Breaking Down The Wire

The Wire and the New Journalism
Talking television.
Oct. 9 2006 3:41 PM

Breaking Down The Wire

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David, .

You've got me wanting more. So, does David Simon just have all those voices in his head? Or are he and the other writers still out on the streets, devouring more material and more of the street language? I get you on the difference between storytelling on cable and storytelling on commercial TV, but what influence do you think the former has had on the latter? And if you were to do a season on the new wave of Hispanic immigrants (I say go for it) would you be true to your characters and have them speak Spanish and use subtitles? All this is by way of saying I hope maybe you'll stay with us for another week.

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Your response to the first question, though, is what really got me thinking. It's clear that The Wire comes out of deep reporting and personal experience. It's what gives it its authenticity. Just the other day, I was giving a talk and I found myself telling the audience that if they want to understand what's going on in our urban core, they should watch The Wire. Not read a newspaper or a book, but watch television.

Forty years ago in the late '60s, Tom Wolfe, in explaining the rise of what he called new journalism (it really wasn't all that new, but it was more vital and more spirited than ever before)—which included the likes of Jimmy Breslin, Gay Talese, Truman Capote, and Joan Didion—suggested that the novelists of the day had abandoned the hard stuff. They were no longer tackling the tough issues, no longer capturing the fissures in the landscape, at least not in the way folks like Steinbeck or Faulkner or Dreiser had. And so, Wolfe said, if we wanted to understand this country, we had to turn to nonfiction storytellers, the new journalists. I wonder, though, if that's changed some. Novelists—some, not all—are writing about the world with such sharpness, such heart, such verisimilitude. If I want to learn about the new immigrant experience, for instance, I turn to Jhumpa Lahiri or Aleksandar  Hemon. If I want to read about war and civil conflict, and the aftermath, I read the likes of Tim O'Brien or Philip Caputo. Then there's film and television. I think of Maria Full of Grace, which captured better than anything I'd ever read the human cost of the international drug trade. And then, of course, there's The Wire. I'm not declaring narrative journalism dead. Far from it. It's probably as alive as it's ever been—and as essential. But it's not the only game in town anymore. If I want to try to make sense of the world, I still turn to Tracy Kidder or Katherine Boo or Steven Coll or Jon Krakauer. But I'll also pick up Lahari or Hemon or watch The Wire. I just realize that we (I count myself among the practitioners of narrative journalism) have more competition out there now than we did, say, 10 or 15 years ago. And that's a good thing. God knows, we need stories—fiction or nonfiction—to help us make sense of these times. To put it another way, as you wrote, we need stories grounded in the raw materials of real-world reporting.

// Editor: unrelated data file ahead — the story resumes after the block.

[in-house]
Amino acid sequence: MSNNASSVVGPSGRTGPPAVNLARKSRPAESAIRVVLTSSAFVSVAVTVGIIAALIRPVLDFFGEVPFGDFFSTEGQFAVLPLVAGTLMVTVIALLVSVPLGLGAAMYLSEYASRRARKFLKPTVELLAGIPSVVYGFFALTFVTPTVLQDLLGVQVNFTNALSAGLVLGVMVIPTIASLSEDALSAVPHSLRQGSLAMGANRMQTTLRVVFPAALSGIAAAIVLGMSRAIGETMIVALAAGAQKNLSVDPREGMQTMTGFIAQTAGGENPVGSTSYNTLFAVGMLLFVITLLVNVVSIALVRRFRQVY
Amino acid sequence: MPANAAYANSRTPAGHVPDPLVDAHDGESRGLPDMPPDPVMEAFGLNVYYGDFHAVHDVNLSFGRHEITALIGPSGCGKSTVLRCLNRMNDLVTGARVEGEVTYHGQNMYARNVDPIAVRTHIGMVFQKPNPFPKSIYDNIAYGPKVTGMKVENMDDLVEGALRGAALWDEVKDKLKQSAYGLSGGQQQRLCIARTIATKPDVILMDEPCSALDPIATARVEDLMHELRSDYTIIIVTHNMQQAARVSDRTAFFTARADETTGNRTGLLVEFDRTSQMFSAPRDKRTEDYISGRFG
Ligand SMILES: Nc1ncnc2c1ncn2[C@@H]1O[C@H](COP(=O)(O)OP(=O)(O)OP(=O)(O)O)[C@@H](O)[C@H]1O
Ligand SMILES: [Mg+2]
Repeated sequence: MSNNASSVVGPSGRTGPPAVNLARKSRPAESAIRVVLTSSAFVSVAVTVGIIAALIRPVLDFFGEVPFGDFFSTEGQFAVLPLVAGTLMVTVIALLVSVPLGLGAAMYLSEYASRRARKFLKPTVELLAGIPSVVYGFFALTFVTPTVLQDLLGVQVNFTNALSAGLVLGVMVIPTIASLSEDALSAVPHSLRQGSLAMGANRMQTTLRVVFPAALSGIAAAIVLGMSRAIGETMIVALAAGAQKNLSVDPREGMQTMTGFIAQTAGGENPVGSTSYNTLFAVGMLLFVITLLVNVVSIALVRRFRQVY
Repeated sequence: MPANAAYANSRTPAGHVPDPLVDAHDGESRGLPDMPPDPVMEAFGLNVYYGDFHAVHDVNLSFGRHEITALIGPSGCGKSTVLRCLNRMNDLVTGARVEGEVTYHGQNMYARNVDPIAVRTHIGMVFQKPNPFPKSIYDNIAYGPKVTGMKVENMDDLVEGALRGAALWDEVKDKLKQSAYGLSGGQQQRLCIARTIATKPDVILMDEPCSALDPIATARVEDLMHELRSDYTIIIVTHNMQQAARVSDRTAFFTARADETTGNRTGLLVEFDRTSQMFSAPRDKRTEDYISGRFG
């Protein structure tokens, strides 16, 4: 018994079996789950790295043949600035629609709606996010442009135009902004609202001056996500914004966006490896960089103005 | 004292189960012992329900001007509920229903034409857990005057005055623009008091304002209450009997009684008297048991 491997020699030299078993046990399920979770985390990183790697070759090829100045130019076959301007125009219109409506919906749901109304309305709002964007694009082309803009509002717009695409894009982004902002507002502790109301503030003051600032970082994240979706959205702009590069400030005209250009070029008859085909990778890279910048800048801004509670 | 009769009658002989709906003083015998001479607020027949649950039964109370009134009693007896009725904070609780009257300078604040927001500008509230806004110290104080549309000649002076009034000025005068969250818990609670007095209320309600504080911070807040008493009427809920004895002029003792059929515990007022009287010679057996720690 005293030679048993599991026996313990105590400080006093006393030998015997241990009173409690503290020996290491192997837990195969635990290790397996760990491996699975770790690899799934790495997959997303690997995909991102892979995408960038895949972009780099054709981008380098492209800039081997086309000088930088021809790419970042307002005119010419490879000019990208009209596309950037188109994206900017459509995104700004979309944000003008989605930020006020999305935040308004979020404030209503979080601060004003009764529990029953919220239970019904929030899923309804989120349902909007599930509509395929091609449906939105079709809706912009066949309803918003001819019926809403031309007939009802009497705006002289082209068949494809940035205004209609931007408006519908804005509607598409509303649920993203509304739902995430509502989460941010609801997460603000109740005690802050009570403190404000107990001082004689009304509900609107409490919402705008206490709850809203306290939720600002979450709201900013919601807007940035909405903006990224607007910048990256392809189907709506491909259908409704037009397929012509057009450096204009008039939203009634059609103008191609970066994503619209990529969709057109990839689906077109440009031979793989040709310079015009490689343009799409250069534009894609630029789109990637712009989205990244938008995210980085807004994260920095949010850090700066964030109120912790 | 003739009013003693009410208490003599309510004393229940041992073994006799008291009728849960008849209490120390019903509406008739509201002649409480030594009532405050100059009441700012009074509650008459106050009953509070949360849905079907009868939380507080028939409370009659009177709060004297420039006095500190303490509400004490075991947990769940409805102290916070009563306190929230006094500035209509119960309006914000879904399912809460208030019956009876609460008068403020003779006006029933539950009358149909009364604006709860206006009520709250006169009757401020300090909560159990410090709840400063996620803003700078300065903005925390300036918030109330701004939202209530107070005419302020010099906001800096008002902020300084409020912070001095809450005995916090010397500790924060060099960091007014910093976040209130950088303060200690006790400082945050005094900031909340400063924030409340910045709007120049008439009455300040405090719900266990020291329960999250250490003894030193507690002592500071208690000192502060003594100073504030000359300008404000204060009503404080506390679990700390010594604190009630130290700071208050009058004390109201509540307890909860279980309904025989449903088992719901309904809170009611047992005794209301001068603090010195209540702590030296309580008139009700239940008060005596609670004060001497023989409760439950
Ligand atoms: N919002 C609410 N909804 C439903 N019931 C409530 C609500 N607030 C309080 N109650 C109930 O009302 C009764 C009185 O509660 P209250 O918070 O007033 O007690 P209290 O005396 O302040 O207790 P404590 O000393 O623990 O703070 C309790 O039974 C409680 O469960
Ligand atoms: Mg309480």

Alex

Alex Kotlowitz is author of There Are No Children Here and The Other Side of the River.